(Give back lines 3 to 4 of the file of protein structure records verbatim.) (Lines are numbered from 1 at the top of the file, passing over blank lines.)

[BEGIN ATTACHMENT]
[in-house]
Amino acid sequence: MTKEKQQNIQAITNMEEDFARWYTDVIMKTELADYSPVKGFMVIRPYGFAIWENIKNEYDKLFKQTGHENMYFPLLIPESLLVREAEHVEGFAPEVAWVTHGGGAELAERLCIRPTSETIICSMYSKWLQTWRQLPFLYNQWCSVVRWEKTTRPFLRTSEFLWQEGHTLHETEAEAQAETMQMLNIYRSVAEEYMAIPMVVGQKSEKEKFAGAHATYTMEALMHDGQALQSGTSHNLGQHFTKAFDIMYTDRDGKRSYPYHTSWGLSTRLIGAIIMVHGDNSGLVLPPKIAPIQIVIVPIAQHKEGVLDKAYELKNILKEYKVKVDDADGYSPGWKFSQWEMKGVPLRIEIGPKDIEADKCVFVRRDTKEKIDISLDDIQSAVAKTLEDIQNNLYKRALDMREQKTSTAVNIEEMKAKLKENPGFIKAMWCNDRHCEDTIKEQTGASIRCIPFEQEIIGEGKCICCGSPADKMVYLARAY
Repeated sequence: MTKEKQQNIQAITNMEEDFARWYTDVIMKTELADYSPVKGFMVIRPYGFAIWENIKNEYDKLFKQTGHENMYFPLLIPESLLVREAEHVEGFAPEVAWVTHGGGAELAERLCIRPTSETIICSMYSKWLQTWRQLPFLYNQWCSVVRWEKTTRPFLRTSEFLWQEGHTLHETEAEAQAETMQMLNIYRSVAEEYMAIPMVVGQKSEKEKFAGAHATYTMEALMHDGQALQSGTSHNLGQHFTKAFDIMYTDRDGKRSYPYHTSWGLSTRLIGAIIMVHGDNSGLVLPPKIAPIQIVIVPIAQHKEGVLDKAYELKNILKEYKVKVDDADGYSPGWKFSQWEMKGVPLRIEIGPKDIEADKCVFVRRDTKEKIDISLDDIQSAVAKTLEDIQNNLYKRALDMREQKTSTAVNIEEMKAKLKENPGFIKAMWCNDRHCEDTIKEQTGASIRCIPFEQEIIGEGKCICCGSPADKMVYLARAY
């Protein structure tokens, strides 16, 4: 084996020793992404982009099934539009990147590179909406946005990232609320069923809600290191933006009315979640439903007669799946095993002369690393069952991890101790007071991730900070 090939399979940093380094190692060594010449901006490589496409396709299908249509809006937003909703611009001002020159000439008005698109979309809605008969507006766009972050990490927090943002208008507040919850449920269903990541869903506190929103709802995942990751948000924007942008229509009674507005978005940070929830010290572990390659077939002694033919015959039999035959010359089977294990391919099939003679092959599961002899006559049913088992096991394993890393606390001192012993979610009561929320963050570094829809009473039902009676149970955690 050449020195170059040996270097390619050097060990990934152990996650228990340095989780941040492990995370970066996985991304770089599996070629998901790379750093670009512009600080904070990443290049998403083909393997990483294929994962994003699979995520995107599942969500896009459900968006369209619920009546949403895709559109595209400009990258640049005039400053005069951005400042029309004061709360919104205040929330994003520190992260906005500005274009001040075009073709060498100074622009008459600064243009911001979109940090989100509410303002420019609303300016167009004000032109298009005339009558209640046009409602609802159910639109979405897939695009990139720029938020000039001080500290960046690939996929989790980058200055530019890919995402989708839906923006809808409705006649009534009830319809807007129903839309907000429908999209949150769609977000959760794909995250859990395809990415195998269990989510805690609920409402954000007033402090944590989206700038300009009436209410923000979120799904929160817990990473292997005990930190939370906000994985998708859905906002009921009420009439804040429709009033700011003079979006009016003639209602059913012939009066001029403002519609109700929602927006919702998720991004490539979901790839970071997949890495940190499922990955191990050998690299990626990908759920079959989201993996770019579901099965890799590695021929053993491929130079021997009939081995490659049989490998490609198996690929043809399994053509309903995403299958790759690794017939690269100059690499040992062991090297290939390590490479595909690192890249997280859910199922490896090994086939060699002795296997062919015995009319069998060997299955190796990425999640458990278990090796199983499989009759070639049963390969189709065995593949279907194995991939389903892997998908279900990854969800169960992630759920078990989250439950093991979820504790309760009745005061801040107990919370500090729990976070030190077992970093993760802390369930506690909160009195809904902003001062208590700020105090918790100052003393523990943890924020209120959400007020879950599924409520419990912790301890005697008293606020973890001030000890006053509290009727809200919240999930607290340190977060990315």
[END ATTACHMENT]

Repeated sequence: MTKEKQQNIQAITNMEEDFARWYTDVIMKTELADYSPVKGFMVIRPYGFAIWENIKNEYDKLFKQTGHENMYFPLLIPESLLVREAEHVEGFAPEVAWVTHGGGAELAERLCIRPTSETIICSMYSKWLQTWRQLPFLYNQWCSVVRWEKTTRPFLRTSEFLWQEGHTLHETEAEAQAETMQMLNIYRSVAEEYMAIPMVVGQKSEKEKFAGAHATYTMEALMHDGQALQSGTSHNLGQHFTKAFDIMYTDRDGKRSYPYHTSWGLSTRLIGAIIMVHGDNSGLVLPPKIAPIQIVIVPIAQHKEGVLDKAYELKNILKEYKVKVDDADGYSPGWKFSQWEMKGVPLRIEIGPKDIEADKCVFVRRDTKEKIDISLDDIQSAVAKTLEDIQNNLYKRALDMREQKTSTAVNIEEMKAKLKENPGFIKAMWCNDRHCEDTIKEQTGASIRCIPFEQEIIGEGKCICCGSPADKMVYLARAY
């Protein structure tokens, strides 16, 4: 084996020793992404982009099934539009990147590179909406946005990232609320069923809600290191933006009315979640439903007669799946095993002369690393069952991890101790007071991730900070 090939399979940093380094190692060594010449901006490589496409396709299908249509809006937003909703611009001002020159000439008005698109979309809605008969507006766009972050990490927090943002208008507040919850449920269903990541869903506190929103709802995942990751948000924007942008229509009674507005978005940070929830010290572990390659077939002694033919015959039999035959010359089977294990391919099939003679092959599961002899006559049913088992096991394993890393606390001192012993979610009561929320963050570094829809009473039902009676149970955690 050449020195170059040996270097390619050097060990990934152990996650228990340095989780941040492990995370970066996985991304770089599996070629998901790379750093670009512009600080904070990443290049998403083909393997990483294929994962994003699979995520995107599942969500896009459900968006369209619920009546949403895709559109595209400009990258640049005039400053005069951005400042029309004061709360919104205040929330994003520190992260906005500005274009001040075009073709060498100074622009008459600064243009911001979109940090989100509410303002420019609303300016167009004000032109298009005339009558209640046009409602609802159910639109979405897939695009990139720029938020000039001080500290960046690939996929989790980058200055530019890919995402989708839906923006809808409705006649009534009830319809807007129903839309907000429908999209949150769609977000959760794909995250859990395809990415195998269990989510805690609920409402954000007033402090944590989206700038300009009436209410923000979120799904929160817990990473292997005990930190939370906000994985998708859905906002009921009420009439804040429709009033700011003079979006009016003639209602059913012939009066001029403002519609109700929602927006919702998720991004490539979901790839970071997949890495940190499922990955191990050998690299990626990908759920079959989201993996770019579901099965890799590695021929053993491929130079021997009939081995490659049989490998490609198996690929043809399994053509309903995403299958790759690794017939690269100059690499040992062991090297290939390590490479595909690192890249997280859910199922490896090994086939060699002795296997062919015995009319069998060997299955190796990425999640458990278990090796199983499989009759070639049963390969189709065995593949279907194995991939389903892997998908279900990854969800169960992630759920078990989250439950093991979820504790309760009745005061801040107990919370500090729990976070030190077992970093993760802390369930506690909160009195809904902003001062208590700020105090918790100052003393523990943890924020209120959400007020879950599924409520419990912790301890005697008293606020973890001030000890006053509290009727809200919240999930607290340190977060990315």